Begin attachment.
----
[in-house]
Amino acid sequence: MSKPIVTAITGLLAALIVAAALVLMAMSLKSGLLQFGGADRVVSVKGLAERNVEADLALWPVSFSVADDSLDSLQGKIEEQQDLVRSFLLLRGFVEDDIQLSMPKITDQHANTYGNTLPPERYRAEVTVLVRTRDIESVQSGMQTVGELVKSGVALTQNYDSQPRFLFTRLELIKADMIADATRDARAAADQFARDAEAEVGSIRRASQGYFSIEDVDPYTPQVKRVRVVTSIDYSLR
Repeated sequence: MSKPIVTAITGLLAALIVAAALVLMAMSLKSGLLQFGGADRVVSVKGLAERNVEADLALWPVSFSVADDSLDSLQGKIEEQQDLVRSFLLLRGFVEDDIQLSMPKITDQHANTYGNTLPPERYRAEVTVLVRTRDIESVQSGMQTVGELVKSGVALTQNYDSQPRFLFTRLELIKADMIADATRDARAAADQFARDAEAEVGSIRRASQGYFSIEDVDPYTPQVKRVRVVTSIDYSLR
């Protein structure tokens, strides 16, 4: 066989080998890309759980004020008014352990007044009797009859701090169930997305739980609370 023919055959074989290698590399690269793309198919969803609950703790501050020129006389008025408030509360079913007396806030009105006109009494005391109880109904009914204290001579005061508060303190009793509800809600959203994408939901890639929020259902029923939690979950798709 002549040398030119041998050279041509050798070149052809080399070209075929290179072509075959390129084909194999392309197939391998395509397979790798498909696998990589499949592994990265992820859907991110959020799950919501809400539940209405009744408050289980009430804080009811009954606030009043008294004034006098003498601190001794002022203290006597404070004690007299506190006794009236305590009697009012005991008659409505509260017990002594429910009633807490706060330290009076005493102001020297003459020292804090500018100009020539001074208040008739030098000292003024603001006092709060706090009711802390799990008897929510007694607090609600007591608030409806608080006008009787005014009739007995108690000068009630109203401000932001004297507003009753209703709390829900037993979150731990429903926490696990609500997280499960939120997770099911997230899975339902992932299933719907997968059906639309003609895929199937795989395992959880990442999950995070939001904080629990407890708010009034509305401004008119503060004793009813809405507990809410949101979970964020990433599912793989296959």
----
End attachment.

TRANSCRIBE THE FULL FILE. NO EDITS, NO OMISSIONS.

[in-house]
Amino acid sequence: MSKPIVTAITGLLAALIVAAALVLMAMSLKSGLLQFGGADRVVSVKGLAERNVEADLALWPVSFSVADDSLDSLQGKIEEQQDLVRSFLLLRGFVEDDIQLSMPKITDQHANTYGNTLPPERYRAEVTVLVRTRDIESVQSGMQTVGELVKSGVALTQNYDSQPRFLFTRLELIKADMIADATRDARAAADQFARDAEAEVGSIRRASQGYFSIEDVDPYTPQVKRVRVVTSIDYSLR
Repeated sequence: MSKPIVTAITGLLAALIVAAALVLMAMSLKSGLLQFGGADRVVSVKGLAERNVEADLALWPVSFSVADDSLDSLQGKIEEQQDLVRSFLLLRGFVEDDIQLSMPKITDQHANTYGNTLPPERYRAEVTVLVRTRDIESVQSGMQTVGELVKSGVALTQNYDSQPRFLFTRLELIKADMIADATRDARAAADQFARDAEAEVGSIRRASQGYFSIEDVDPYTPQVKRVRVVTSIDYSLR
């Protein structure tokens, strides 16, 4: 066989080998890309759980004020008014352990007044009797009859701090169930997305739980609370 023919055959074989290698590399690269793309198919969803609950703790501050020129006389008025408030509360079913007396806030009105006109009494005391109880109904009914204290001579005061508060303190009793509800809600959203994408939901890639929020259902029923939690979950798709 002549040398030119041998050279041509050798070149052809080399070209075929290179072509075959390129084909194999392309197939391998395509397979790798498909696998990589499949592994990265992820859907991110959020799950919501809400539940209405009744408050289980009430804080009811009954606030009043008294004034006098003498601190001794002022203290006597404070004690007299506190006794009236305590009697009012005991008659409505509260017990002594429910009633807490706060330290009076005493102001020297003459020292804090500018100009020539001074208040008739030098000292003024603001006092709060706090009711802390799990008897929510007694607090609600007591608030409806608080006008009787005014009739007995108690000068009630109203401000932001004297507003009753209703709390829900037993979150731990429903926490696990609500997280499960939120997770099911997230899975339902992932299933719907997968059906639309003609895929199937795989395992959880990442999950995070939001904080629990407890708010009034509305401004008119503060004793009813809405507990809410949101979970964020990433599912793989296959």